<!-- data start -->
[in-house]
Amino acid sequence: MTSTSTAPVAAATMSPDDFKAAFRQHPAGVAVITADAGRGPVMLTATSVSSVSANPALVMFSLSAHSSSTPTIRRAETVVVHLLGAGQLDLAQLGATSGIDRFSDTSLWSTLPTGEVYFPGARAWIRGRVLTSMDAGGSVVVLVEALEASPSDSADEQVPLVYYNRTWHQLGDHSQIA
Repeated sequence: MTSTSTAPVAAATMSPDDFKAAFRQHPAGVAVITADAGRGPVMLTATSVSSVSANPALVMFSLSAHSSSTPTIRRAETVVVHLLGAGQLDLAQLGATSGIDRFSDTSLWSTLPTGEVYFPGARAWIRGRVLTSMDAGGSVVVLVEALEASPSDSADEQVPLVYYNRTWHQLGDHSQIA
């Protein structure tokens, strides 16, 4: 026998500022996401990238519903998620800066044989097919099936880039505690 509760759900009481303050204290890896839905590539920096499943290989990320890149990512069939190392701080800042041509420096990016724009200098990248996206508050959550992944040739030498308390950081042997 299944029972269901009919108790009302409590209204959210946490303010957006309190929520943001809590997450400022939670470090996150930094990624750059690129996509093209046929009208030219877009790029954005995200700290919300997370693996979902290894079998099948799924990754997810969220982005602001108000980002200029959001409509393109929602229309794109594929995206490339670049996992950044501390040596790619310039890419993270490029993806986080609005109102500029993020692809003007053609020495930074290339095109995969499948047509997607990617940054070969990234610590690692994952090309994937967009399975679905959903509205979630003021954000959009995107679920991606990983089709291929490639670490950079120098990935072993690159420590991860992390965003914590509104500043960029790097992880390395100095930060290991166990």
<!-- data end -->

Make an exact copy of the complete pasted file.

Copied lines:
[in-house]
Amino acid sequence: MTSTSTAPVAAATMSPDDFKAAFRQHPAGVAVITADAGRGPVMLTATSVSSVSANPALVMFSLSAHSSSTPTIRRAETVVVHLLGAGQLDLAQLGATSGIDRFSDTSLWSTLPTGEVYFPGARAWIRGRVLTSMDAGGSVVVLVEALEASPSDSADEQVPLVYYNRTWHQLGDHSQIA
Repeated sequence: MTSTSTAPVAAATMSPDDFKAAFRQHPAGVAVITADAGRGPVMLTATSVSSVSANPALVMFSLSAHSSSTPTIRRAETVVVHLLGAGQLDLAQLGATSGIDRFSDTSLWSTLPTGEVYFPGARAWIRGRVLTSMDAGGSVVVLVEALEASPSDSADEQVPLVYYNRTWHQLGDHSQIA
């Protein structure tokens, strides 16, 4: 026998500022996401990238519903998620800066044989097919099936880039505690 509760759900009481303050204290890896839905590539920096499943290989990320890149990512069939190392701080800042041509420096990016724009200098990248996206508050959550992944040739030498308390950081042997 299944029972269901009919108790009302409590209204959210946490303010957006309190929520943001809590997450400022939670470090996150930094990624750059690129996509093209046929009208030219877009790029954005995200700290919300997370693996979902290894079998099948799924990754997810969220982005602001108000980002200029959001409509393109929602229309794109594929995206490339670049996992950044501390040596790619310039890419993270490029993806986080609005109102500029993020692809003007053609020495930074290339095109995969499948047509997607990617940054070969990234610590690692994952090309994937967009399975679905959903509205979630003021954000959009995107679920991606990983089709291929490639670490950079120098990935072993690159420590991860992390965003914590509104500043960029790097992880390395100095930060290991166990």